When pressed for a number of letters she writes daily, Bouton responds three to four. On an annual basis, that equates to over 1,000 letters. Multiply that by the number of years she has been a faithful correspondent and the total eclipses 50,000. The Coast Guard veteran also admitted that her Christmas Card list has shrunk too. “I send out about 300-400 cards,” she says.
At the beginning of the summer, the world marked the 75th Anniversary of D-Day. Bouton was serving as a member of the USCG Women’s Reserve group, SPARs (Semper Paratus, Always Ready), on that fateful day.
She reported to boot camp on September 3, 1943 at the Biltmore Hotel in Palm Springs, FL. After a month of basic training, she then spent five months in radioman school in Atlantic City, N.J., where she learned to translate Morse code.
On the Atlantic City boardwalk, she met her husband who served in the Army. After World War II, she taught first grade at a school north of Chicago in Lake County, while her husband was a barber at a veterans hospital near Naval Station Great Lakes Training Center. In her spare time, she wrote to family and friends from high school and college. She also made time to visit patients at the hospital who returned from the Vietnam War.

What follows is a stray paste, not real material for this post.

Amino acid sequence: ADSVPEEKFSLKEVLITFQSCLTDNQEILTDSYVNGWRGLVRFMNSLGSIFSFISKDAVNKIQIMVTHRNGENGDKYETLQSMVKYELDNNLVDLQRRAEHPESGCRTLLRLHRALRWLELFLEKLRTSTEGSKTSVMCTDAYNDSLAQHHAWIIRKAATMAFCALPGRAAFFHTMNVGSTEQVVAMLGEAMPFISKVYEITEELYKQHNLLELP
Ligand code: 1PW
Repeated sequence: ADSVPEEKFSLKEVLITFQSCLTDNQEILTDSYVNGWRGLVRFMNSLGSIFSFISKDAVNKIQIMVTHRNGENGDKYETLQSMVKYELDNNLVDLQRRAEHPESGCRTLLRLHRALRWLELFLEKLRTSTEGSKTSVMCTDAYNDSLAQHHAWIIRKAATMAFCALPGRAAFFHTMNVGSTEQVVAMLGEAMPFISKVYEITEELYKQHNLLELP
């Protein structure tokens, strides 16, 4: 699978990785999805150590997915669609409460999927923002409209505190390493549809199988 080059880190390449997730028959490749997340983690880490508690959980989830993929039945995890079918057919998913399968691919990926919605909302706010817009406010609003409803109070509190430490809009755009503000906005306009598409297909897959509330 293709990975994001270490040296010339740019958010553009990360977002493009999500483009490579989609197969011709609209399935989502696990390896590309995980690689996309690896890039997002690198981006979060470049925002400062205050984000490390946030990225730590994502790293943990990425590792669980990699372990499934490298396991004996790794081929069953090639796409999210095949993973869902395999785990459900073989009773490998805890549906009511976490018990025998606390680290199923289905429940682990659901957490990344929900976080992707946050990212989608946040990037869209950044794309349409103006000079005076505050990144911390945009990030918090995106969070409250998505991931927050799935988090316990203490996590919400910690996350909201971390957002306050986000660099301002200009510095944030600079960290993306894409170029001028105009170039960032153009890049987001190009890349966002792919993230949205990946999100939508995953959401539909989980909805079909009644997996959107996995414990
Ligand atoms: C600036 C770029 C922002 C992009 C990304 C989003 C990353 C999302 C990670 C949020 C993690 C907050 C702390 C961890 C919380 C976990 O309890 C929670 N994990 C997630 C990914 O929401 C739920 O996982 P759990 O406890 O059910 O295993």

The moniker of the Coast Guard Lady came into play in 1974 when she and her husband moved to northwest Arkansas. Missing the contact with veterans at the hospital, she wrote to Coast Guard units in Alaska and asked them for addresses of isolated stations and lighthouses. To this day, she stays in contact with many of those shipmates. During that period, she also started writing cards and letters to friends stationed with her during the war.